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Acacia decurrens - (J.C.Wendl.)Willd.
                 
Common Name Green Wattle
Family Fabaceae or Leguminosae
USDA hardiness 6-9
Known Hazards None known
Habitats Sheltered forests, mainly on shales and sandstone[153]. Usually on cool moist hills and gullies[167].
Range Australia - New South Wales, Tasmania, Victoria.
Edibility Rating  
Other Uses  
Weed Potential No
Medicinal Rating  
Care
Fully Hardy Well drained soil Moist Soil Full sun

Summary

Acacia decurrens Green Wattle


Acacia decurrens Green Wattle
   
Physical Characteristics
 icon of manicon of cone
Acacia decurrens is an evergreen Tree growing to 12 m (39ft 4in) at a fast rate.
It is hardy to zone (UK) 7. It is in leaf 12-Jan It is in flower in April. The flowers are hermaphrodite (have both male and female organs)It can fix Nitrogen.
Suitable for: light (sandy) and medium (loamy) soils and prefers well-drained soil. Suitable pH: acid and neutral soils. It cannot grow in the shade. It prefers dry or moist soil.

Synonyms
Mimosa decurrens.

Habitats
Woodland Garden Secondary; Sunny Edge; Hedge;
Edible Uses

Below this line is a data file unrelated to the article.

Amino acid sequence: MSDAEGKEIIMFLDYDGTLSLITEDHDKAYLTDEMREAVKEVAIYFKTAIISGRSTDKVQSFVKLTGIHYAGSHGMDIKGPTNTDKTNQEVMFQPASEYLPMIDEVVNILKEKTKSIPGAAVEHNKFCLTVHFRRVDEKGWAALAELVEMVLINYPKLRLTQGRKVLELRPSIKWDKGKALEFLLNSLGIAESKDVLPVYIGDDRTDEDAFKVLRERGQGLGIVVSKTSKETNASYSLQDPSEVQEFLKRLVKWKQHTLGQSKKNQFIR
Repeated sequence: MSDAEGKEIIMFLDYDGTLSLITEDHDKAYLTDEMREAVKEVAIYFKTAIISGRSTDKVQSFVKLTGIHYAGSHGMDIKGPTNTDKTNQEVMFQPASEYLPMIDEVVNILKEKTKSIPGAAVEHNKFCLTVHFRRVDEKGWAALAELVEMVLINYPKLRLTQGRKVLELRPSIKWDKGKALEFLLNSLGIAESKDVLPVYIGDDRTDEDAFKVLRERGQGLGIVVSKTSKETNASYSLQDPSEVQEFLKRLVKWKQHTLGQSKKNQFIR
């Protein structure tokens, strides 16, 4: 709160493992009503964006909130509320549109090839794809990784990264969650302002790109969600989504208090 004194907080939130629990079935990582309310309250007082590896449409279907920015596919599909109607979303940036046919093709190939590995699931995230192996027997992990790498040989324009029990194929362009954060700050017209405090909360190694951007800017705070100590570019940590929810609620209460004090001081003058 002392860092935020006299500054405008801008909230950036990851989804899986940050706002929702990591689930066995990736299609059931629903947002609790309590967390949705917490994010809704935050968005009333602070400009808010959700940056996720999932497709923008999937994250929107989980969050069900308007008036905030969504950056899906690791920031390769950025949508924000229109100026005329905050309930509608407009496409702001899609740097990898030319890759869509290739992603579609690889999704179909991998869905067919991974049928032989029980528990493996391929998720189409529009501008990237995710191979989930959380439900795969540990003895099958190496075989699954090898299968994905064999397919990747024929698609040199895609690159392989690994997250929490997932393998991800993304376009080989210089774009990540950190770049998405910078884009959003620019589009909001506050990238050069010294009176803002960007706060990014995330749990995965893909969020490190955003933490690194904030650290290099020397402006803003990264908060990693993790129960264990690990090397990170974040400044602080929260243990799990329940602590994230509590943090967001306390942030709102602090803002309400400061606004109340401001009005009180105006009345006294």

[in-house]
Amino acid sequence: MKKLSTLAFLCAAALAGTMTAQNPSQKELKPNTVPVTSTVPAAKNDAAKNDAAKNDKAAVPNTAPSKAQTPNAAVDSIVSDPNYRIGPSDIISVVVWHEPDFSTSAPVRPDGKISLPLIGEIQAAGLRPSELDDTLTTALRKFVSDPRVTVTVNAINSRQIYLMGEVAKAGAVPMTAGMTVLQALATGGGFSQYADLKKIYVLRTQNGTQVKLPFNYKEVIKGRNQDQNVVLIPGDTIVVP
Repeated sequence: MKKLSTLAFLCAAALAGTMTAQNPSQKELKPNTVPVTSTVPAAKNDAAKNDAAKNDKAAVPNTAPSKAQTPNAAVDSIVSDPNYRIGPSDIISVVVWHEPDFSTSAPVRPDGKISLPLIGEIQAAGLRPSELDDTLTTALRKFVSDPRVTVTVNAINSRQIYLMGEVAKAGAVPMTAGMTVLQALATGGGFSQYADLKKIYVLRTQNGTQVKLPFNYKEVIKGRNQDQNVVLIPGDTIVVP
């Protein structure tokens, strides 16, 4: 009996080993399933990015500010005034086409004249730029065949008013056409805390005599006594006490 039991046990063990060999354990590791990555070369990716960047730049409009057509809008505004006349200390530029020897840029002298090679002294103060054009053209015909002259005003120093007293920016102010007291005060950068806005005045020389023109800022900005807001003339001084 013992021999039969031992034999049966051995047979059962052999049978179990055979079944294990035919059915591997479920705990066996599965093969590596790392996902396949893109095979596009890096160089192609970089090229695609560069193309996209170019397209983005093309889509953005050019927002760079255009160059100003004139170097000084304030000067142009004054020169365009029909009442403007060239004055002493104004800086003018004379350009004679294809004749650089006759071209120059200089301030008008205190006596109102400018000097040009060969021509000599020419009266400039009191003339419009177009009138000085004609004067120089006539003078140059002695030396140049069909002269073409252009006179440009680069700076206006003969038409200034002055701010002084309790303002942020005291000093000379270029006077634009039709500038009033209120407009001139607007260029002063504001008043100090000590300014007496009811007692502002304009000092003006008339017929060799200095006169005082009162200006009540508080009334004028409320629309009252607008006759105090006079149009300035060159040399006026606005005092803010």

Edible Parts: Flowers.
Edible Uses: Gum.

Flowers - cooked[144]. Rich in pollen, they are often used in fritters. A gum that exudes naturally from the trunk is edible and is used as a substitute for Gum Arabic in making jellies etc[46, 105, 177]. It is insoluble in water[153] and is of low quality[64]. Larger quantities can be obtained by tapping the trunk[64]. Some species produce a gum that is dark and is liable to be astringent and distasteful, but others produce a light gum and this is sweet and pleasant. It can be sucked like candy or soaked in water to make a jelly.[193]. The gum can be warmed when it becomes soft and chewable[193].
Medicinal Uses


Plants For A Future can not take any responsibility for any adverse effects from the use of plants. Always seek advice from a professional before using a plant medicinally.

Astringent.

The bark is astringent[4, 153]. It should be stored for 12 months before being used[4]. Its main use is in the treatment of diarrhoea[4].